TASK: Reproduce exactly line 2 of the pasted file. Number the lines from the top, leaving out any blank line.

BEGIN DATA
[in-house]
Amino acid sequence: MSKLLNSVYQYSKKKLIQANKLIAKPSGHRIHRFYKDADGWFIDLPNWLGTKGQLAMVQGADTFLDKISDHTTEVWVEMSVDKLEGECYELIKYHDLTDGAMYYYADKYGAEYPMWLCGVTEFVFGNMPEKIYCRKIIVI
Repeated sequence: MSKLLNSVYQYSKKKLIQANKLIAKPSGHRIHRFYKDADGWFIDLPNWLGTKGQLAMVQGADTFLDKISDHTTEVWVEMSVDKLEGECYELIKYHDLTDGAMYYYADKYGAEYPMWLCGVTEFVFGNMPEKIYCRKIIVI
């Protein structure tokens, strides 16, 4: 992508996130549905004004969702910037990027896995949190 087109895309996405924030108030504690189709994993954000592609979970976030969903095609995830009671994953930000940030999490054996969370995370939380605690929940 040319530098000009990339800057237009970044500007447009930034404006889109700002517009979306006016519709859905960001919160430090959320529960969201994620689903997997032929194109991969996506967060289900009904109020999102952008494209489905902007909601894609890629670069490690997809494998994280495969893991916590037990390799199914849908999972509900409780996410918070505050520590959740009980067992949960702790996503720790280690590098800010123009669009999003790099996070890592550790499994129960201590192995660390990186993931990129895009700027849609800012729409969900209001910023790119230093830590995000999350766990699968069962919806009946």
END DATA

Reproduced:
Amino acid sequence: MSKLLNSVYQYSKKKLIQANKLIAKPSGHRIHRFYKDADGWFIDLPNWLGTKGQLAMVQGADTFLDKISDHTTEVWVEMSVDKLEGECYELIKYHDLTDGAMYYYADKYGAEYPMWLCGVTEFVFGNMPEKIYCRKIIVI